Most of the Bay Area is under a heat advisory until Thursday night, with triple digit temperatures expected in many parts east, south and north of San Francisco. It’s hard to escape the heat, especially for those who don’t have air conditioning.
Constant exposure to high temperatures puts you at risk for heat-related illness, which occurs when your body can’t properly cool itself. Age, obesity, fever, dehydration, heart disease, mental illness, poor circulation and prescription drug and alcohol use all affect your body’s cooling ability.
Heat-related illness is preventable. Follow these heat safety tips to stay cool when the thermometer climbs.
1. Know who’s at risk. The elderly, kids and people with mental illness and chronic disease pose the highest risk for heat-related illness. However even healthy, young individuals can suffer from heat exhaustion if they spend a lot of time in hot weather. Visit high-risk adults at least twice a day and watch for signs of heat exhaustion or heat stroke. Keep a close eye on infants and young children.
2. Drink more water. Drink more water than usual. When exercising outdoors, aim for 16 to 32 ounces of water per hour. Don’t drink alcohol or sugary drinks, which dehydrate the body. Tricks like placing a small towel soaked in cold water around your neck or taking a cool shower will help keep your body temperature from climbing.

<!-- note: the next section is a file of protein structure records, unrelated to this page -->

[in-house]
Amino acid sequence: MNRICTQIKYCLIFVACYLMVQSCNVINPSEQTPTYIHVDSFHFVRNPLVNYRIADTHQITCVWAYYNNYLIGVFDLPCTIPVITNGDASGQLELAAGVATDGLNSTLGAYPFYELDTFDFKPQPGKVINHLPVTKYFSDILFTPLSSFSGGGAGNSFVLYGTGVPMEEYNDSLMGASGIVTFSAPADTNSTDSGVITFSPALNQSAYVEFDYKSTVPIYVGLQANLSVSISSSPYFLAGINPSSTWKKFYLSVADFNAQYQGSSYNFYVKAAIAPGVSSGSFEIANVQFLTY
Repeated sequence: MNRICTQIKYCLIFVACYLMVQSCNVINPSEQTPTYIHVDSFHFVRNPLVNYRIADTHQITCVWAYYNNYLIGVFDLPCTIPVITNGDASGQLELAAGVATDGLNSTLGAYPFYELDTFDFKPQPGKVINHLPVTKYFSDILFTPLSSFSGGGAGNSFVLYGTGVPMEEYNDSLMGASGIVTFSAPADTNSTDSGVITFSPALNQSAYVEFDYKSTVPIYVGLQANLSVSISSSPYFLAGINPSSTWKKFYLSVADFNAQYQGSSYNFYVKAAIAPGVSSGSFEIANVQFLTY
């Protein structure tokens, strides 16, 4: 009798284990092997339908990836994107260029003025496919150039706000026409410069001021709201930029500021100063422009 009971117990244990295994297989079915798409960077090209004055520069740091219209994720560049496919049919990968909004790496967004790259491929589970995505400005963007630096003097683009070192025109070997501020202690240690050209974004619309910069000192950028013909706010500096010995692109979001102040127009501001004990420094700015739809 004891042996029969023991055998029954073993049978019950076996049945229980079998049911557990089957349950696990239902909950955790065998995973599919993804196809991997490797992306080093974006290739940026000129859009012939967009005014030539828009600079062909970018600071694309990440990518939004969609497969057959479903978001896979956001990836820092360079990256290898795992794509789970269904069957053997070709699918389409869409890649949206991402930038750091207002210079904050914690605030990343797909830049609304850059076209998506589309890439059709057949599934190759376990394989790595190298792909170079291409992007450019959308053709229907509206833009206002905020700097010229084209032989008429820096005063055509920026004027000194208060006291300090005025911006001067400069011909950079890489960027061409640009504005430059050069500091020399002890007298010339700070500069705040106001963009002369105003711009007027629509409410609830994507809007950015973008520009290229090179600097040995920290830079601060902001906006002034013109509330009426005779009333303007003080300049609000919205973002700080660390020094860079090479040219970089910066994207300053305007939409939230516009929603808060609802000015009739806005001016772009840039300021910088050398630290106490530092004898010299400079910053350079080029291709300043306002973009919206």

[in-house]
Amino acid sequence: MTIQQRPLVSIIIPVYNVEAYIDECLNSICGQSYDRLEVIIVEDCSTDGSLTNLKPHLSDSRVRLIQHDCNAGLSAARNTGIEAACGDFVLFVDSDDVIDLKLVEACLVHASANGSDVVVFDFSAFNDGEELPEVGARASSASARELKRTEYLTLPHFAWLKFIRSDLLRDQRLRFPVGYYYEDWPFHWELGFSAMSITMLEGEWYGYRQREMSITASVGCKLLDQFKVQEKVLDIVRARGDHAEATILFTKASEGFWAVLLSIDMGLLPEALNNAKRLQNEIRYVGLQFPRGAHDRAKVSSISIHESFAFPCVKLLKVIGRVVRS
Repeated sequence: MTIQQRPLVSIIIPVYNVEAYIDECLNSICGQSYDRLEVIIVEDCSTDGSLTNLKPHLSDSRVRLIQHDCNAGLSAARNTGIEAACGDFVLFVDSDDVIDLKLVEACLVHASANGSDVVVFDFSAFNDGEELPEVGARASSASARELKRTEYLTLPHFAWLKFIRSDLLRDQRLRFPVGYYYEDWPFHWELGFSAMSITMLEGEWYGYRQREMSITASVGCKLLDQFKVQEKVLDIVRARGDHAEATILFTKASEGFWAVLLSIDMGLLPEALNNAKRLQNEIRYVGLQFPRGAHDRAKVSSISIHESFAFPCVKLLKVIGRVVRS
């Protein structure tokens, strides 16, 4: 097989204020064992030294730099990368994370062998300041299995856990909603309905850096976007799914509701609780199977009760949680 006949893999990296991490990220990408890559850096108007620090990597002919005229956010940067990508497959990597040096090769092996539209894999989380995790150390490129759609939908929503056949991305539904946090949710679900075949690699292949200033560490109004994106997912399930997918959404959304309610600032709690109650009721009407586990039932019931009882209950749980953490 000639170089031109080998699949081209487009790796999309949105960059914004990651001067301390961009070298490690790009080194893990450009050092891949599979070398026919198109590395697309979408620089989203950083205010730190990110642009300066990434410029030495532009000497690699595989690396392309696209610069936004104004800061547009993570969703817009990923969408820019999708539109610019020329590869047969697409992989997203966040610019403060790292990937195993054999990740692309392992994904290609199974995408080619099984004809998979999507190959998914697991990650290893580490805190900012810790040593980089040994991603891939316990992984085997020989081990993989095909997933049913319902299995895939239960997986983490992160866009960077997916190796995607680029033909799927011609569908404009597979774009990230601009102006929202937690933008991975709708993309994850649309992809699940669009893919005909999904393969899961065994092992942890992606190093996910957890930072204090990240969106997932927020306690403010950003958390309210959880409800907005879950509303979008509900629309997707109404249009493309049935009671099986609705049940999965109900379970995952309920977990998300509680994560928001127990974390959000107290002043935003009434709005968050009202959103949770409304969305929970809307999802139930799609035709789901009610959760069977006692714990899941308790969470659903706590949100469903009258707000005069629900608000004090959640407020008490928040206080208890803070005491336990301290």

3. Adjust your exercise routine. Exercise outdoors early in the morning or later in the evening when the temperature lowers. If your workout lasts longer than an hour, add an electrolyte replacement. Nuun and Ultima both make zero-calorie electrolyte drink mixes. Plain coconut water works well, too.
4. Dress right. Wear loose-fitting, light-colored, lightweight clothing. When you head outdoors, wear a wide-brimmed hat to protect your head from the sun. Also layer on the sunscreen. Choose a product with SPF 15 or higher that says “broad-spectrum” or “UVA/UVB protection.” And don’t forget your sunglasses!
5. Find air conditioning. Stay in air-conditioned rooms as much as possible. If your home doesn’t have AC, spend a couple hours in the library, a shopping center, or a coffee shop. Even a short break will help your body stay cooler.
6. Don’t forget your pets. Give your pets plenty of fresh water often. And never, ever leave them in a parked car. If you see a child or a pet locked in a parked car, call 911. If you need to break a window to save the child or a pet, you won’t be held liable in California.
As you celebrate the first days of summer, stay safe, hydrate and know that the blistering-hot days will pass soon enough.
Photo courtesy of Chris Brown, Flickr